KARIBU MAISHANI

KARIBU MAISHANI

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Thursday, August 19, 2010

Pupils teach each other while teachers strike



By Mandilakhe Tshwete

Cape Flats pupils have decided to teach each other while their teachers are on a wage strike.

Grade 12 pupils, who say they have already missed out on a lot of lessons due to the World Cup two months ago, say they haven't got much time to waste with teachers striking.

On Wednesday, Joe Slovo Engineering School matriculants in Khayelitsha opted to work on their physics lessons when teachers told them to go home.

Student Luyanda Dokolwana, 18, said they had their futures to think of.

"We have to go over the syllabus with Physical Science, but we can't do that without the teachers," he said.

"We got to school yesterday morning and the teachers who were at school said they are on strike and we should go home.

"But we decided to stay in school and practise physics."

He added that even though they attended Saturday classes during the six-week break for the World Cup, they still feel more classes will help them pass the exams.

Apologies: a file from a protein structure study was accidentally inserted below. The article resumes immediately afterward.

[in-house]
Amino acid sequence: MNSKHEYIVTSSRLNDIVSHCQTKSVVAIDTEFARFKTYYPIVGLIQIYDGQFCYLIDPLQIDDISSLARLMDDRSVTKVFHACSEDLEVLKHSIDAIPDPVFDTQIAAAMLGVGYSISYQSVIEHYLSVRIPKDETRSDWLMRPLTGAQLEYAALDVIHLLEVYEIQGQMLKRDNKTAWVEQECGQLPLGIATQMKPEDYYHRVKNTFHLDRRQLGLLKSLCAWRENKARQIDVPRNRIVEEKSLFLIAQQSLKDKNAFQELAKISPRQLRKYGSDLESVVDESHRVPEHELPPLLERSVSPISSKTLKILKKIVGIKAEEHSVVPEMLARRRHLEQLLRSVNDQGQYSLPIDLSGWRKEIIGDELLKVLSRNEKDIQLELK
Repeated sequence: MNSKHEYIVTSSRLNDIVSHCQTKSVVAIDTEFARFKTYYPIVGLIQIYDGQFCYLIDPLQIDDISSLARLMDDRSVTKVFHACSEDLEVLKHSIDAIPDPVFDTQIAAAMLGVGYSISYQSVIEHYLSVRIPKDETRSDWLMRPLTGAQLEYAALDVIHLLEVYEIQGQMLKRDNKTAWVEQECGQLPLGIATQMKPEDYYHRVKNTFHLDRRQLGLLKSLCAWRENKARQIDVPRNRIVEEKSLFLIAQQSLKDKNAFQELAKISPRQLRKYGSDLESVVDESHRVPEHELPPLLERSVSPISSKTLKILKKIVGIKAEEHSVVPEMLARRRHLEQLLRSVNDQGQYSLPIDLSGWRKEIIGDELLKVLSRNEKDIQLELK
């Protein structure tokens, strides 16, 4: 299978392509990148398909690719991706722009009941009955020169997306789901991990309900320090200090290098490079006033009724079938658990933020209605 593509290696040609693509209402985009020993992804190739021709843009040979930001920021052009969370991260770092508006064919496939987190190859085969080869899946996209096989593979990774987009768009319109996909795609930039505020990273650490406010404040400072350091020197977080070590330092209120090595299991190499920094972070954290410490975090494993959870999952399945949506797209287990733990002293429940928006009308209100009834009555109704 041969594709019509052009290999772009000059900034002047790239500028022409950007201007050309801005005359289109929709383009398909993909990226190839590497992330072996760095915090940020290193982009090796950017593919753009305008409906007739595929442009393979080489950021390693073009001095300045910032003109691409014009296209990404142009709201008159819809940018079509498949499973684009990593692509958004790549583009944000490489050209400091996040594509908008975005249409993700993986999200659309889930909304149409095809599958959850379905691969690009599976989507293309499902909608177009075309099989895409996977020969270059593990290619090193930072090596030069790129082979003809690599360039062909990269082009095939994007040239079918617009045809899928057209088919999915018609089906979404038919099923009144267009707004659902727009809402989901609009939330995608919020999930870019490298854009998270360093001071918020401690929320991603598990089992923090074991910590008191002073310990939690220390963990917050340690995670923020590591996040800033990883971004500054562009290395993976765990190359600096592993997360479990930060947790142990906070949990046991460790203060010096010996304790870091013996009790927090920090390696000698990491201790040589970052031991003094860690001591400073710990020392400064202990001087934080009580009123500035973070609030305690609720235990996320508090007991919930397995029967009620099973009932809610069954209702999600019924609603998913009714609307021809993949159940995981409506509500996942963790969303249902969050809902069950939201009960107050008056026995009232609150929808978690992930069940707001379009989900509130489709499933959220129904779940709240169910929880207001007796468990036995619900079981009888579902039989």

Another Grade 12 learner, Simon Bizo, said trial exams were around the corner and they were not sufficiently prepared.

"If the teachers can come back to school and help us, then we will be prepared for the exams," he said.

"We need more than learners teaching each other, we need our teachers."

Meanwhile, in Mitchells Plain, it looked like business as usual at most schools with almost all of the area?s schools operating as normal.

And in the city centre, National Education, Health and Allied Workers' Union (Nehawu) members marched through the streets.

A public servant tells the Daily Voice they hope future marches will be better attended.

Public servants are demanding a wage increase of 8.6 percent and a R1 000 housing allowance, but the government is standing firm with its 7 percent increase and R700 housing subsidy offer. - Daily Voice

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